Noah has made two piles of floor tiles. I suggest he might want to make more piles, sort by color. There are some days when he is up for the challenge of matching like items. I know he can do it at school as that is a kudos he receives regularly. But not today. He has tried to link one set of tiles, like puzzle pieces, but it’s too hard for him to align the tabs. He’s complicating his play in a way that would be considered dead simple by any child over the age of one: he’s crossed the room to collect more tiles to bring them over to those he has already stacked. It seems ridiculous that I’m proud he’s decided to extend his play in this way, that this is evidence that he identifies that there are more tiles to be had, that the room is big and even if he can’t see the extra tiles in front of him, he knows they are there. But it also seems like a sound observation. I am my own Jane Goodall, and I am neutral in my assessment of this rare being interacting with objects.

Noah’s world is small, his environment contained. Years of therapy have done little to expand his instincts with regard to space and possibility. There are a million small instances that I observed when he was very young that added up, like Tetris on its slowest speed, to my understanding of his natural limits. We dangled toys from the arching handle of his car seat, but he never reached out to touch them. He heard airplanes, but even if I got him to tip his head up toward the sky, he had no way of understanding where and what he was looking for. If someone calls his name, even someone he loves, who excites him, he smiles to himself rather than reacts. Some people process this as a lack of social skill; but we know his challenges are more nuanced than that. When he looks up, or to the side, his eyes twitch, a condition called nystagmus, and security and stability, comes from staying focused on what is right in front of him. When he stretches out his arm, he doesn’t seem to know where it is in space. And so, it becomes all of our responsibility to be the mountain that comes to Mohammad, and as I said above, that can be a burden when the mountain has shit to do.

It’s likely true for all children born in the early ’00s, but documenting Noah’s childhood rather rapidly changed from us pasting pictures in a baby book, to recording hand-held videos of him eating his first foods, interacting with his dogs, taking his first steps, and storing those little cassettes in a desk drawer to someday transfer onto DVDs, to movies and pictures accumulating on iPhones, ScanDisks, and out there in the cloud. It feels somehow more dismissive in Noah’s case. His progress is so slow that we’ve run out of accomplishments to document. He is twelve years old and has spent a half hour this morning stacking foam mat tiles, and I am pleased and find it a moment worthy of documentation.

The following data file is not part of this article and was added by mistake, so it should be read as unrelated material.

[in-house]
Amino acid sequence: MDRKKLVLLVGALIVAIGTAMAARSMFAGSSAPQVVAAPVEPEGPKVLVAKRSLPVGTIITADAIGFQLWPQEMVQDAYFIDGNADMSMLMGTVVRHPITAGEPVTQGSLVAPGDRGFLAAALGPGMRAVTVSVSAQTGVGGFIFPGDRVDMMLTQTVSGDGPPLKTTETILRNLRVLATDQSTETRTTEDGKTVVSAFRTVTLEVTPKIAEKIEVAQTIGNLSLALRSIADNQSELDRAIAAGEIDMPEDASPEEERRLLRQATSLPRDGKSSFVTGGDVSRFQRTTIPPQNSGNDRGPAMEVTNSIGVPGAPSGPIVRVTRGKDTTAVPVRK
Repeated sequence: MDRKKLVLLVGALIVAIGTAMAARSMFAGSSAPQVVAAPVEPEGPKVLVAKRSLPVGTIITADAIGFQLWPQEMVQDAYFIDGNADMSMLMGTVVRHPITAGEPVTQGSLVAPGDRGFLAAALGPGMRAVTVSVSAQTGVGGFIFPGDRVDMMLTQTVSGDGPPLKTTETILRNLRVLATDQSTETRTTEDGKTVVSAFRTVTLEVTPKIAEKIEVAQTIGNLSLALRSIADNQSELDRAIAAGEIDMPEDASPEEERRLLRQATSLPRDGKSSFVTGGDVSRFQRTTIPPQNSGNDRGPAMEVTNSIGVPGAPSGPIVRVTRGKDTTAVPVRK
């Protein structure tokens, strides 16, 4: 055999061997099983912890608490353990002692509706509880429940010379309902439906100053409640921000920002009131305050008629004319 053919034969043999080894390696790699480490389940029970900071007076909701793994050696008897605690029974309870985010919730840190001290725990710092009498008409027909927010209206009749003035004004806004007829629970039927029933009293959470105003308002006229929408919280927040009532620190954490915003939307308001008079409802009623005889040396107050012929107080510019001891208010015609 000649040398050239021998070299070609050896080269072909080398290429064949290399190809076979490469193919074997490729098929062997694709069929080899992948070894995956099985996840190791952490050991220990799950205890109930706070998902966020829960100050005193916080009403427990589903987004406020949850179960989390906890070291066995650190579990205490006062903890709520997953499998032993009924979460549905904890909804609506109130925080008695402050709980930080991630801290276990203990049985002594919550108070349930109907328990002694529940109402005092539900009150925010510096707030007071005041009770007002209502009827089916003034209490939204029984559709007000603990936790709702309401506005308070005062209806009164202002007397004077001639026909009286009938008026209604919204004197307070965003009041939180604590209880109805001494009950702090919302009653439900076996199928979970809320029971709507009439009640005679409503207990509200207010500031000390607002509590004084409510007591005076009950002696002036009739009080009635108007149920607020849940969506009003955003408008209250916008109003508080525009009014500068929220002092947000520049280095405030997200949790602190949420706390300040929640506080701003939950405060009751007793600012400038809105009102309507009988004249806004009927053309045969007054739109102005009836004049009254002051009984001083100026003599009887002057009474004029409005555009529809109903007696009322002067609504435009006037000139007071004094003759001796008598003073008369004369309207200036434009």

I am pleased enough that I have edged into the room, seated myself on the couch with a coffee, and started to record this play session. I think to myself, if I posted this video on Facebook, it would be the most boring any of my friends could sit though if they committed themselves to it. And what would I type in the status update? “Say something about this video” the app instructs. Do I write that this video portrays Noah as he really is? That I have captured what it is like to raise a child whose progress is 13 minutes of self-motivated play regardless of what that play is? That this is as much progress as we’ve achieved in 12 years? That these moments of quiet meditation are more about me and less about him, about how I’ve fought to find an emotional equanimity that allows me to see and feel and know, but not see and feel and know too much. My practice has led me to identifying and stepping back from the edge.

Last weekend, I played in a tennis tournament, and doing so always requires me to perform some cursory small talk with my opponent before each match. And because these are women about my same age, 35-45ish, the usual topics are work and children. What do you do? Oh, that sounds interesting. Do you have kids? Yes, one son. Only one? Yes. (Some people make a sigh of regret here, which I always think is a bit presumptuous.) How old is he? Twelve. Oh, that’s a great age, does he play tennis too? No, he’s not really very coordinated. So he’s more of a video game kid? Well, he does like his movies, and he has his favorite shows. Then, does he play an instrument? No, he likes music, but is more into listening.